‘The only capital I can rely on is in my head’

“My father returned from these adventures a changed man. Gone were the ambitions. He was happy to be alive. His ambition was to enjoy life. He liked to live well but he did not want to amass wealth. He considered material possessions an encumbrance which could drag you down or even on occasion cost you your life. He is the only man I know who systematically decumulated his assets. He balanced the gap between his earnings as a lawyer and our rather comfortable way of life by selling off pieces of real estate. As a result he had little left to lose in the war. ‘The only capital I can rely on is in my head,’ he used to say making a pun on the word capital which in Latin also means head.” – George Soros’ foreward to Masquerade: The Incredible True Story of How George Soros’ Father Outsmarted the Gestapo translated from the original Maskerado in Esperanto by Tivadar Soros

USA vs. Anthony Davian (a.k.a. hedgieguy) – filed February 27, 2014

A Short Seller’s Perspective on Biotech

I avoid shorting biotech stocks. I prefer buying biotech stocks, and have been long several biotech names. Here is the internal debate currently taking place inside me:

(1) Avoid Biotechs -  I have no edge, and can’t possibly develop an edge on single-name biotechs. I am the patsy on the table, in the biotech stock casino. Focus on businesses I can understand, that are in the domain of ‘know-able’.  Even hedge fund operators with relevant M.D. / P.H.D. credentials, relevant industry experience, and scientific knowledge are often humbled by Mr. Market. Also, the last leg of bubbles tend to be the most dangerous one.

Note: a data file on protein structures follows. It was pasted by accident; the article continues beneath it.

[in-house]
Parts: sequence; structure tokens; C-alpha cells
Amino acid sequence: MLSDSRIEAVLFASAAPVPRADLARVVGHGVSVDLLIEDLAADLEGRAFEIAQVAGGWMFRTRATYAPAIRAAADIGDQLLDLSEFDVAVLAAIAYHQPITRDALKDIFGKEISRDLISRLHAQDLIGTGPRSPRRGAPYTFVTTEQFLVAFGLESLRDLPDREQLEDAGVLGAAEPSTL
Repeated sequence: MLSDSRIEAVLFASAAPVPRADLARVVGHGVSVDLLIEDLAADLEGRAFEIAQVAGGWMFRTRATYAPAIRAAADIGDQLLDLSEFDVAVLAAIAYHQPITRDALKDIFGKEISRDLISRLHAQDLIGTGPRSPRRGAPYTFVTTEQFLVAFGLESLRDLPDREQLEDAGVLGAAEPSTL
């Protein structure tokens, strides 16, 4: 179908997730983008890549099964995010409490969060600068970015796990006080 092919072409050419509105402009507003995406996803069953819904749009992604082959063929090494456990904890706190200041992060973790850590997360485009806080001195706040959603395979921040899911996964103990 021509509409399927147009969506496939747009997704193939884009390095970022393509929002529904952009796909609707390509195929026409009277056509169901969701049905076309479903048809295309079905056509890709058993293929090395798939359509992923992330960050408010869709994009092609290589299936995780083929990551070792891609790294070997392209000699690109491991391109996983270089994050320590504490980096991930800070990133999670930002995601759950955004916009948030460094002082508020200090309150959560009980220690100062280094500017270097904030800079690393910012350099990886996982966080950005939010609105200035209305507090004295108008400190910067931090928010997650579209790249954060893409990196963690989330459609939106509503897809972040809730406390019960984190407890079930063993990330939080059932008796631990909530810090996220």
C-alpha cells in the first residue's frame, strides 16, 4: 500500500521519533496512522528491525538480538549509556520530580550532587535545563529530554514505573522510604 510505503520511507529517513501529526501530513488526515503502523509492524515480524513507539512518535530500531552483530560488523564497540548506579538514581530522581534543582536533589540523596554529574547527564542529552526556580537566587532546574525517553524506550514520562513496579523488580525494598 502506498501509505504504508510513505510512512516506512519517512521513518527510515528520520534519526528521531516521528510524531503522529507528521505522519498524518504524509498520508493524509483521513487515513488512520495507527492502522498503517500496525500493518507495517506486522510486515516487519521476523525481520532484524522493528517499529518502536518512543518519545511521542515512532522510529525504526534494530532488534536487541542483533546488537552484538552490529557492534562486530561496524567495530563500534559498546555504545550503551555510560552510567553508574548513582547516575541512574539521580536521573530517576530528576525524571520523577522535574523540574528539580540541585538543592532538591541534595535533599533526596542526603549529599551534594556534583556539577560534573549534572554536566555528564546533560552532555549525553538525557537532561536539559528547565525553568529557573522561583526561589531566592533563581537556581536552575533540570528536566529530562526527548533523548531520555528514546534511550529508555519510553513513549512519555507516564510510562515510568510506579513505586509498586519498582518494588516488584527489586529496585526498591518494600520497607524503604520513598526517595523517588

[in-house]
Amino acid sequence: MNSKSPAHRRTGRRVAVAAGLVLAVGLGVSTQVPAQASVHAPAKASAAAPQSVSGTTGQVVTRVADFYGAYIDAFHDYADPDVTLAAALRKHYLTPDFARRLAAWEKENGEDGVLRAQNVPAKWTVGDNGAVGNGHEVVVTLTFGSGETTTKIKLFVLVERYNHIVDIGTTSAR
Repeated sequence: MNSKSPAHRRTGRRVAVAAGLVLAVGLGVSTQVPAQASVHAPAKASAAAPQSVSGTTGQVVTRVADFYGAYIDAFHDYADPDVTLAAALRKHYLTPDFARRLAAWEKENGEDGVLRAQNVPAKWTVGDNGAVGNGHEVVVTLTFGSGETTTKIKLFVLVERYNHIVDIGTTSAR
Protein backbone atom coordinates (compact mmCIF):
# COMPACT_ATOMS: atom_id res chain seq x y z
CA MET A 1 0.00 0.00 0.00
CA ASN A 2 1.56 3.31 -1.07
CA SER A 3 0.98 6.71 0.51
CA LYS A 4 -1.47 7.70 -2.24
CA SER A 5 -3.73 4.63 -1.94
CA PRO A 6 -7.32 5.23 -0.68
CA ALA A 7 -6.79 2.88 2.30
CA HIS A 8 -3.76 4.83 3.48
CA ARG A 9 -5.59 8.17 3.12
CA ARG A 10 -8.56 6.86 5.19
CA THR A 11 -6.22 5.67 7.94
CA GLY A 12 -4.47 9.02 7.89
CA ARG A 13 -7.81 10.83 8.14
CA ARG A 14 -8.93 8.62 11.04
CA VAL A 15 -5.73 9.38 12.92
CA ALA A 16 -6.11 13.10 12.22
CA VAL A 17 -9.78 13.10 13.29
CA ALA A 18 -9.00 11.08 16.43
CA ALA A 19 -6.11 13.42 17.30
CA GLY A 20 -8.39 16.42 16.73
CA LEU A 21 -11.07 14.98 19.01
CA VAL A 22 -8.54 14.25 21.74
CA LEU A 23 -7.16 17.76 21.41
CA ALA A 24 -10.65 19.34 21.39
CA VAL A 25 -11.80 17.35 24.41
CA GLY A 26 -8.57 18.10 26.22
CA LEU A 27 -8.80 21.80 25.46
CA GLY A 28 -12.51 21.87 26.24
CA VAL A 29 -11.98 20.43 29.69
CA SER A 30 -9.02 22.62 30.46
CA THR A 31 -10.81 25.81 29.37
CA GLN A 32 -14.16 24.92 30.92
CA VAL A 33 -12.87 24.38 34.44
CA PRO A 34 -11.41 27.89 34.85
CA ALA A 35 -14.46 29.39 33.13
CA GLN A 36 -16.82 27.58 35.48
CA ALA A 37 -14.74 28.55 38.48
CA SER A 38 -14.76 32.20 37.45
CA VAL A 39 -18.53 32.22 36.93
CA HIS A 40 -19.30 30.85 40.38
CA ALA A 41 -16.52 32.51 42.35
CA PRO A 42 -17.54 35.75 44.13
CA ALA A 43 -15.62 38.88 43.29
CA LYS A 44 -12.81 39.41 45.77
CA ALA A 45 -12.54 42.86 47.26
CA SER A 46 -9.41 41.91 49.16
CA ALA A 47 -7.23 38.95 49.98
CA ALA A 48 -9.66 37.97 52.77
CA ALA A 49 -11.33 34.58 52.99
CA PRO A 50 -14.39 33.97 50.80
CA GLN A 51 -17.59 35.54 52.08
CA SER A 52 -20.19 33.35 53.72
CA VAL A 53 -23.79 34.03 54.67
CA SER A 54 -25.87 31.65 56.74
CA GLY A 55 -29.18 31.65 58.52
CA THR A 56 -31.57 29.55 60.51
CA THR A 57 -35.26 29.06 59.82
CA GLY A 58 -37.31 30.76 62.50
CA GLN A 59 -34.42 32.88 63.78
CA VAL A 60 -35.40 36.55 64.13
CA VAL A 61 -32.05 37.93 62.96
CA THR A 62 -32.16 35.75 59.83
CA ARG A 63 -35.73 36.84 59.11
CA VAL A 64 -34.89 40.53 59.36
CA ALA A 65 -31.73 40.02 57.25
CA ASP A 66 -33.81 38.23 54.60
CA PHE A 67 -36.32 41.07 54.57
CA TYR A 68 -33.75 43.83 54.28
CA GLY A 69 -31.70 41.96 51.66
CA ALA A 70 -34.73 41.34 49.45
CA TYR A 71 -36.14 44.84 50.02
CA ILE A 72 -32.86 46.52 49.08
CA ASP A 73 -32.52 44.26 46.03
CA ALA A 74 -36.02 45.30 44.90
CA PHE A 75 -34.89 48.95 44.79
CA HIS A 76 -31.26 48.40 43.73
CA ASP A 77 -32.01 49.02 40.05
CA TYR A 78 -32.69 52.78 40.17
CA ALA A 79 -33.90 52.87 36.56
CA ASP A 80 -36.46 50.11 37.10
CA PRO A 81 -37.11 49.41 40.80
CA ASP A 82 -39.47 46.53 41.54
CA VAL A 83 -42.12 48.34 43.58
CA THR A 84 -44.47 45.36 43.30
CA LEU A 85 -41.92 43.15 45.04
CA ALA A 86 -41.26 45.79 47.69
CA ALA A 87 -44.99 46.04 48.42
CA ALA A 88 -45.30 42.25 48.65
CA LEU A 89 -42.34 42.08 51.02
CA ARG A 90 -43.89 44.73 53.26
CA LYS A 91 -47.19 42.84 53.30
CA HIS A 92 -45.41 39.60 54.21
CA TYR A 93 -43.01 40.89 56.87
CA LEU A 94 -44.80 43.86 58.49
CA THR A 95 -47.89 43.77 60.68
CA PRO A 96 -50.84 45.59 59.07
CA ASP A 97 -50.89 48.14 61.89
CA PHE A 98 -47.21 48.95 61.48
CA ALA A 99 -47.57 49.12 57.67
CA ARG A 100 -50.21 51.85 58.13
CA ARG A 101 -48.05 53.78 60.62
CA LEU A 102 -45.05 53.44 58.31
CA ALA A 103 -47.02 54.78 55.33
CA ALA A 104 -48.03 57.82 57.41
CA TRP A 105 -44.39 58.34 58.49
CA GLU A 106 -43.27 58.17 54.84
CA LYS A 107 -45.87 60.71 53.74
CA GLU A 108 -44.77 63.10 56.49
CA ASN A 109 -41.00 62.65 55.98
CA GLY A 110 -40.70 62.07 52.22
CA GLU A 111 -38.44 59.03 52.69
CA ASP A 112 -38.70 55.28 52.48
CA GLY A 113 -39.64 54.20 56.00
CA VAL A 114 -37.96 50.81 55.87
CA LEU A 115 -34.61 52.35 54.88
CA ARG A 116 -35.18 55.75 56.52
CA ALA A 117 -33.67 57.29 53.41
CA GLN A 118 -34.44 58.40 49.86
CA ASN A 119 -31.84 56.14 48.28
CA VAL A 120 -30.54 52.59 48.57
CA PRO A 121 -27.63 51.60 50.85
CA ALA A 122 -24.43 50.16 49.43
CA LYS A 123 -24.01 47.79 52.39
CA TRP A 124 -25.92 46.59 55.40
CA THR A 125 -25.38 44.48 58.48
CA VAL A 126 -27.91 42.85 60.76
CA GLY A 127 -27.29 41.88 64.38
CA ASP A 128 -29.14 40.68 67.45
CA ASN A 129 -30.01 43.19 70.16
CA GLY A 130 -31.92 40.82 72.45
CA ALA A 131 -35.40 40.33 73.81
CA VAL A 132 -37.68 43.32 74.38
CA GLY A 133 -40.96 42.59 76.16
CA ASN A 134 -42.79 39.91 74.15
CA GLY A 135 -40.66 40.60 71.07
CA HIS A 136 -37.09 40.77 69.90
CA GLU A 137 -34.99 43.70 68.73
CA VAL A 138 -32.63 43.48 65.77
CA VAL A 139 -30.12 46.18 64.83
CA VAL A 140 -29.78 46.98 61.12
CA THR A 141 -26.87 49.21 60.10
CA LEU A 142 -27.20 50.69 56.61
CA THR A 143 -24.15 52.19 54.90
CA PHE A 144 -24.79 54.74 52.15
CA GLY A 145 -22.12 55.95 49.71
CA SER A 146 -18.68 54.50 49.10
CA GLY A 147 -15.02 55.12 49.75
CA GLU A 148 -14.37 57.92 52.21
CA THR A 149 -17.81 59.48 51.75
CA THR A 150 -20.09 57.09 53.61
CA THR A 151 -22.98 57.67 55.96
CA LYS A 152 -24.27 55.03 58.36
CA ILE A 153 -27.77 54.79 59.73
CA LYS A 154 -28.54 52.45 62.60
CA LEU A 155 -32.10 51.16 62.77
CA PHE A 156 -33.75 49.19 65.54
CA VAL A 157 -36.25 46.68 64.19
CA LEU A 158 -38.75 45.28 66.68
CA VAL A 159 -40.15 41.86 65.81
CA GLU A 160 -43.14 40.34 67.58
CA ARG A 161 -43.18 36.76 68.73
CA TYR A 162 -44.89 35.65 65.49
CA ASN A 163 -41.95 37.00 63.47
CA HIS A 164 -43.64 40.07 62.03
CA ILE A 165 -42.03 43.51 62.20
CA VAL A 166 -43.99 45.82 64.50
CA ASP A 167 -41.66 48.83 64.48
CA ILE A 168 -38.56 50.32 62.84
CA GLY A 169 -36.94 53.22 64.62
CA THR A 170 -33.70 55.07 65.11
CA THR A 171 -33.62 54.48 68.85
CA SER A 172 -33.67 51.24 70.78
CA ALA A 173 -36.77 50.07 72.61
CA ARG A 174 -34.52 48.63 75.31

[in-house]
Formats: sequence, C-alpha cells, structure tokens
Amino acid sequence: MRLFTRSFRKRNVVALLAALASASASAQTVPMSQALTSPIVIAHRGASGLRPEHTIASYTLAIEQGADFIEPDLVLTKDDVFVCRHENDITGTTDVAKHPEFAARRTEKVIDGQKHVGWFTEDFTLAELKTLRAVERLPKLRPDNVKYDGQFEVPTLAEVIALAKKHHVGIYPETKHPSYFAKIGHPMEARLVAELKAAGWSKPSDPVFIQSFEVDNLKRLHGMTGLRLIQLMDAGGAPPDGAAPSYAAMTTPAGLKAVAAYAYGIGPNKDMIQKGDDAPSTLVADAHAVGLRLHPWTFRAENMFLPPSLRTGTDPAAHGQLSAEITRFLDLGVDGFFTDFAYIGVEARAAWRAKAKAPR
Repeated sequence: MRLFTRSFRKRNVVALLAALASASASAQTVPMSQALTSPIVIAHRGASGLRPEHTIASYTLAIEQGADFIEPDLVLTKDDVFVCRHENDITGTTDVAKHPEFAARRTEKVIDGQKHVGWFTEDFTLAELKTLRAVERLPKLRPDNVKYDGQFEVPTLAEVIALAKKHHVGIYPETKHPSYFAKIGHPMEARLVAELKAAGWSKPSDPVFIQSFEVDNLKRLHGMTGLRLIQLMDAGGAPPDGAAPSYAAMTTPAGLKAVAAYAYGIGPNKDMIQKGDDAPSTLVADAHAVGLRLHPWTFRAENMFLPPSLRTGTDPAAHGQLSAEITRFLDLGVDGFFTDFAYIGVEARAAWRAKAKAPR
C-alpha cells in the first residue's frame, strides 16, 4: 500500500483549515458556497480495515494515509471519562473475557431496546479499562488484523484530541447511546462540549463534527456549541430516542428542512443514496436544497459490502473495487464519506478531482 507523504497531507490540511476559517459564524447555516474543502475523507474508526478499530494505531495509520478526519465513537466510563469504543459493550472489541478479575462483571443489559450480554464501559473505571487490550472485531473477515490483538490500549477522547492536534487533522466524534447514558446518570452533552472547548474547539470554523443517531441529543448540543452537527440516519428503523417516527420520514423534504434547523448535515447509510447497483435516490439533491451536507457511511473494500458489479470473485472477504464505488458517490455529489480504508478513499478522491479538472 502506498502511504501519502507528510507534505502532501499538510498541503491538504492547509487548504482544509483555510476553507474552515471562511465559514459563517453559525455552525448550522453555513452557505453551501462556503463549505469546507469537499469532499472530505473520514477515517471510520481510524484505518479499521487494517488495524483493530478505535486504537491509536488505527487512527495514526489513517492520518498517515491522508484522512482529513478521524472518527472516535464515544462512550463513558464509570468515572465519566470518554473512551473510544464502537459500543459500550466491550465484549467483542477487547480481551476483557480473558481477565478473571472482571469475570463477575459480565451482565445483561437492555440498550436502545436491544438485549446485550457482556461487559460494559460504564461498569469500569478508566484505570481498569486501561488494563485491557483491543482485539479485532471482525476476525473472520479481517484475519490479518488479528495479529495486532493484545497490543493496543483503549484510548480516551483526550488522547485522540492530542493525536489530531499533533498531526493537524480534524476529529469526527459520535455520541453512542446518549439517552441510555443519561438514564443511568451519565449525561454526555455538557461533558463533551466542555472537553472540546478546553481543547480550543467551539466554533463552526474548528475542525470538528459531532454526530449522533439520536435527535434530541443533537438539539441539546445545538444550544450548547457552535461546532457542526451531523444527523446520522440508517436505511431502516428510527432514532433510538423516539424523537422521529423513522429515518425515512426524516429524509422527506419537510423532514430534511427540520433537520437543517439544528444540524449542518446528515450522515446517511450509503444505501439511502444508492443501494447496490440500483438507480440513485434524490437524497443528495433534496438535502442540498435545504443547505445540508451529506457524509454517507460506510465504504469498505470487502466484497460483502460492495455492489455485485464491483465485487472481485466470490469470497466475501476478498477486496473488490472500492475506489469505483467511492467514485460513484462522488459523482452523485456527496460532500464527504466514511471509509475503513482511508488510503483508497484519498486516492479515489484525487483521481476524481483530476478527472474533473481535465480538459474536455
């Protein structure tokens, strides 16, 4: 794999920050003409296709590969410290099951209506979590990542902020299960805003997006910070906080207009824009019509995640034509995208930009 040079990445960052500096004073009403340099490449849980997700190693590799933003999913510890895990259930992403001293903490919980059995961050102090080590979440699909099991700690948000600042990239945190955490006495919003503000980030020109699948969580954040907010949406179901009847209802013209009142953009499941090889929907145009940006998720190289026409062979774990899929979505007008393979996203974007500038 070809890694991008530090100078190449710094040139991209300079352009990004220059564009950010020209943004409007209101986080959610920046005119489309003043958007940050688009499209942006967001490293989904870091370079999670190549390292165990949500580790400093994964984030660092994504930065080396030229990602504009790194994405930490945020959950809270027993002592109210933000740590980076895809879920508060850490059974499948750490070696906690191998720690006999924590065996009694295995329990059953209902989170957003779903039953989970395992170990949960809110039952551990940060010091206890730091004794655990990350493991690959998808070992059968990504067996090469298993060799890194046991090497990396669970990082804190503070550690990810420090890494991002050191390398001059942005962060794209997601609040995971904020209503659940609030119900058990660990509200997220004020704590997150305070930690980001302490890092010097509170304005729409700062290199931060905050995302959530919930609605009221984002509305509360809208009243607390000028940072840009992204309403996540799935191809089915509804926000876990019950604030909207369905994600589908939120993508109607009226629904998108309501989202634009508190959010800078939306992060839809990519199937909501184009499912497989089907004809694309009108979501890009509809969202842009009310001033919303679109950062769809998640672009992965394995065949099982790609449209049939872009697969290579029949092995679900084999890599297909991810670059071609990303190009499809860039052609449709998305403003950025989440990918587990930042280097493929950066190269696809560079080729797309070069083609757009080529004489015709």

(2) Short Biotech, Take No Prisoners - The more macro, “top-down” analyst within me is telling me to short biotechs, either via indices, basket-cases, or maybe even single names. What leads me to this belief? Fund flows, price action (in aggregate as well as some truly historically exceptional price movements, e.g. ICPT ITMN without loss of generality), the (lack of) quality of many recent IPOs (?), etc. A friend of mind tells me the bull case for biotech is that human genomics is a game-changer, and that this boom has more legs. Perhaps. Recall, however, that the internet, too, was a game changer … that didn’t change the fact that it was a great short.

I will likely avoid biotech names (as shorts) at this time, but may change my mind if I feel like it.

UNG (United States Natural Gas Fund, LP) as a Short

I explored the case for going long “natty gas” on January 20th, 2012. I now believe there are good reasons to sell/short the UNG vehicle for the following reasons (note that shorting anything is always and everywhere a dangerous activity):

  • UNG is, by design, not a “buy and hold” vehicle.